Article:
Accused of sexually assaulting his sister while she slept on a joint trip to Quebec City, a 37-year-old man from Gatineau escaped jail after the court found the defense of sexsomnia presented by a sleep expert to be "compelling".
• Read also: Sexsomnia: the spouse and ex-spouse of the accused testify
"My brother, my hero, raped me [...] How do you live when you see the face of my abuser in mine? testified the sister of the accused. If the 35-year-old complainant was indeed the victim of a sexual assault by her brother, she will never be able to identify him as the culprit.
The man, who cannot be identified to protect the complainant, nevertheless admitted having introduced his fingers into the private parts of his sister in January 2019 when the two slept in the same bed at a friend's house in Quebec.
However, he presented expert evidence and pleaded sexsomnia to explain involuntary acts.
Similar gestures on others
In addition to a sleep neurologist who established that the defendant "most certainly suffers" from somnambulism causing him to perform involuntary sexual acts when he sleeps, the defendant's spouse and ex-spouse have testified to acts similar to those described by the complainant.
"The account of the two witnesses has significant similarities to each other and to that of the complainant," Judge Rachel Gagnon determined.
The spouses said that they had been awakened several times over the years by digital stimulation from the accused while they were lying on their backs.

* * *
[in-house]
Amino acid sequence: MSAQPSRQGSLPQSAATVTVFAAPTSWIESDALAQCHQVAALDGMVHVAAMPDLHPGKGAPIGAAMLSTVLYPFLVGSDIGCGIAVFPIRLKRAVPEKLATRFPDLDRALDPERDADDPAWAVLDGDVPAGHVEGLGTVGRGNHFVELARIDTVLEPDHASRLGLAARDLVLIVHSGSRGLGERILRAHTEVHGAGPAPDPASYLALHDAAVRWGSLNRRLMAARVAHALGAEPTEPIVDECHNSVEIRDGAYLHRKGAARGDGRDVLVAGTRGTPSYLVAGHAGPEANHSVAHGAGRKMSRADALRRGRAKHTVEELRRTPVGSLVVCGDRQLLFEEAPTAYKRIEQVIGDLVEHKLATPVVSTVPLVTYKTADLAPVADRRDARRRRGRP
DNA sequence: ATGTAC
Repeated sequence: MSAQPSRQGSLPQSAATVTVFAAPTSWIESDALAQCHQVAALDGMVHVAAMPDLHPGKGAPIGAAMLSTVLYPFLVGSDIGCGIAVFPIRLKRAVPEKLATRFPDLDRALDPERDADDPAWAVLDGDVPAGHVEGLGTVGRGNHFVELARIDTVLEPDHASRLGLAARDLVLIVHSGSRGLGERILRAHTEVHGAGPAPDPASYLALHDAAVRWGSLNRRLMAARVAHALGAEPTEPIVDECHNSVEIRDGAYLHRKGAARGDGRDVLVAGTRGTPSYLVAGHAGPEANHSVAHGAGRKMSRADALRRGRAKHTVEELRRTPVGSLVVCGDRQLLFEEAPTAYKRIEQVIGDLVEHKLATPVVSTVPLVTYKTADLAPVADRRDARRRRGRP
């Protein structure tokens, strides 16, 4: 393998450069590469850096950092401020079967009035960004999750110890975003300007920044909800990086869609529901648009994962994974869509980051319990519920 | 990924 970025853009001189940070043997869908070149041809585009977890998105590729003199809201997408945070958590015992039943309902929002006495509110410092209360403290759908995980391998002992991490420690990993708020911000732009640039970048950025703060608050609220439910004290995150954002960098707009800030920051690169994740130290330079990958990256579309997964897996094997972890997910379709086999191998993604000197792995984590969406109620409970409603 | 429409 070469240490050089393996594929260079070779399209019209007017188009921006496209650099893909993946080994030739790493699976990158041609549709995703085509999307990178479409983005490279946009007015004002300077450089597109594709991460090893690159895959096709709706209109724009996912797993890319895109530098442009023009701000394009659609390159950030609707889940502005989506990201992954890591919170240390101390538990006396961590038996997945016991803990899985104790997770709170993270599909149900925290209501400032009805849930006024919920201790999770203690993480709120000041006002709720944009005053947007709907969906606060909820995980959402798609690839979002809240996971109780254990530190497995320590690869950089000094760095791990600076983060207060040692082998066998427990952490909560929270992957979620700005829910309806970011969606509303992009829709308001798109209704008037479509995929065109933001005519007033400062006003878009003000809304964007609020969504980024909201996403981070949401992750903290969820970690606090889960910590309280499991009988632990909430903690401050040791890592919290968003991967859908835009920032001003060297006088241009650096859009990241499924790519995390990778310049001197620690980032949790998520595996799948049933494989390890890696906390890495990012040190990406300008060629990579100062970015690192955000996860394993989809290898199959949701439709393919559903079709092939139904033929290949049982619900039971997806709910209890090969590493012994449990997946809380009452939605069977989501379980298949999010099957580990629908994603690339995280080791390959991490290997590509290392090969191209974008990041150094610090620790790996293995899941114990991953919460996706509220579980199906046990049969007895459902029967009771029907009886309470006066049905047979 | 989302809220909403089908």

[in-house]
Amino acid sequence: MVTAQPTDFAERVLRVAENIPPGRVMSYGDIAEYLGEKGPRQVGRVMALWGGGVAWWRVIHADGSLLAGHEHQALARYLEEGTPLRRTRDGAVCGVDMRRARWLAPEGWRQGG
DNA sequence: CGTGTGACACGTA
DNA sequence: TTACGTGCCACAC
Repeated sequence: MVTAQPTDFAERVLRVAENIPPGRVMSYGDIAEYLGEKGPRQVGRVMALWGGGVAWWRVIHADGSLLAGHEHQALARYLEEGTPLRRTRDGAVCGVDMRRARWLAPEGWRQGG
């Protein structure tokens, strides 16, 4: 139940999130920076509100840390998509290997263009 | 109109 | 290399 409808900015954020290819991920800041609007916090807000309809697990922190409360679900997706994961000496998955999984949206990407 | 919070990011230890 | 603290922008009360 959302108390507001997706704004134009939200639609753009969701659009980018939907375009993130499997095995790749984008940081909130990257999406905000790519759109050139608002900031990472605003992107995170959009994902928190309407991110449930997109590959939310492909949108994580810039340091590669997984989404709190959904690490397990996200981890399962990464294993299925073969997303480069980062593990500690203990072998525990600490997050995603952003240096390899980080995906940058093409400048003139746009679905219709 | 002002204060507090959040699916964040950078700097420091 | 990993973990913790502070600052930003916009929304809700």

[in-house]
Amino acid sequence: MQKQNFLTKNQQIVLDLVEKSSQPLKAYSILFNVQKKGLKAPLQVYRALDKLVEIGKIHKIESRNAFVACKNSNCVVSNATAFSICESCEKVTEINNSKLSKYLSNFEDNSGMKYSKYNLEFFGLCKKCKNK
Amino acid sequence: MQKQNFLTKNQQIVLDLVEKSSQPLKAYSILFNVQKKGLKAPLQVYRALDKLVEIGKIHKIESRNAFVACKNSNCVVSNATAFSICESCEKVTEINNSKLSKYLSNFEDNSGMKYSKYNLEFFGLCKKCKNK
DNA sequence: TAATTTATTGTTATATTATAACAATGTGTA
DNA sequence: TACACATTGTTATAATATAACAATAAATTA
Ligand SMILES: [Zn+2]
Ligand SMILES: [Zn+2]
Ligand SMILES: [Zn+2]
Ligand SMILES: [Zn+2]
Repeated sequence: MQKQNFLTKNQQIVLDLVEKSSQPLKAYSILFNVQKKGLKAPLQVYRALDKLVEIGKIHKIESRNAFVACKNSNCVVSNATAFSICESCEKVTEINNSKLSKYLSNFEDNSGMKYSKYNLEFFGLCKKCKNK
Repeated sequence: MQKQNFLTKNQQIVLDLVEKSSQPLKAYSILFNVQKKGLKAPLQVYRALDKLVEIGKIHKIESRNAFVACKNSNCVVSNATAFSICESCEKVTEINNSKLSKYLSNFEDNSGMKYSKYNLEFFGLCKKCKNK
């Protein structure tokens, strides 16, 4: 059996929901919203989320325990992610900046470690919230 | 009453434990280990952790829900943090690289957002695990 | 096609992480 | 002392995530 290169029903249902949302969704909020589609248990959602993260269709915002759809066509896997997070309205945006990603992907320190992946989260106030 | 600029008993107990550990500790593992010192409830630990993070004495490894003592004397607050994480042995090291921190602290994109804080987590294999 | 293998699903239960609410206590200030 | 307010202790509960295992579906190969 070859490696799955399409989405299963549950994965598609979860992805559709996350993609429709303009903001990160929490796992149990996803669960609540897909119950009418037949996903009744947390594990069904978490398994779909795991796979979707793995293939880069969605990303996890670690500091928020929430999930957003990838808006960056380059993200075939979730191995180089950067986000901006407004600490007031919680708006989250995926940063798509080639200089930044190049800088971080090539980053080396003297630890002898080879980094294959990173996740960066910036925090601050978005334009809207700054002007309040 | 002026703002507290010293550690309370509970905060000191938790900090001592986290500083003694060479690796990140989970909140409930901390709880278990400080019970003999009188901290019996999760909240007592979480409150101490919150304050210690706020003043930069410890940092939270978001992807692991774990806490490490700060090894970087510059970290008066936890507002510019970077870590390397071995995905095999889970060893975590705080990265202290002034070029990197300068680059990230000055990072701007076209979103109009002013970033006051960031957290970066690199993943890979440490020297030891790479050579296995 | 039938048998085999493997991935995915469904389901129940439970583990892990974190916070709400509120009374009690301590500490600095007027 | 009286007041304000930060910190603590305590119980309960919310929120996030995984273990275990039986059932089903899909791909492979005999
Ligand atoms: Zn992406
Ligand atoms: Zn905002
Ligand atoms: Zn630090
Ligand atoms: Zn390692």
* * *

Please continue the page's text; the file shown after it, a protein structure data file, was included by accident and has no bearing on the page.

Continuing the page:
The latter had at this moment a blank stare and the awkward gesture, but stopped when he was pushed back without keeping a memory of the episode when he woke up.
"Were it not for their involuntary nature, the actions taken by the accused would have constituted sexual assaults", concluded the judge.
In January 2019, the defendant was aware of his sleep parasomnia, but had slept with his sister, believing that he only exhibited this kind of behavior with people for whom he had a sexual attraction.
Although he now avoids sleeping with anyone other than his spouse, "it is very likely that in the future the accused will find himself in a condition similar to that in which he was at the material time. “, estimated the magistrate.
Based on a series of criteria, Judge Gagnon determined that the accused still posed a threat to others.
She considers that the state of automatism in which he was at the time of the events results from a mental disorder.
It was therefore a verdict of not criminally responsible on account of mental disorder that was imposed rather than an acquittal.
If the Gatineau resident does not go to prison, his file has however been transferred to the Commission for the Review of Mental Disorders, which will follow up on the accused. He is therefore still subject to the conditions of release that prevailed since his arrest, although he is not subject to imprisonment.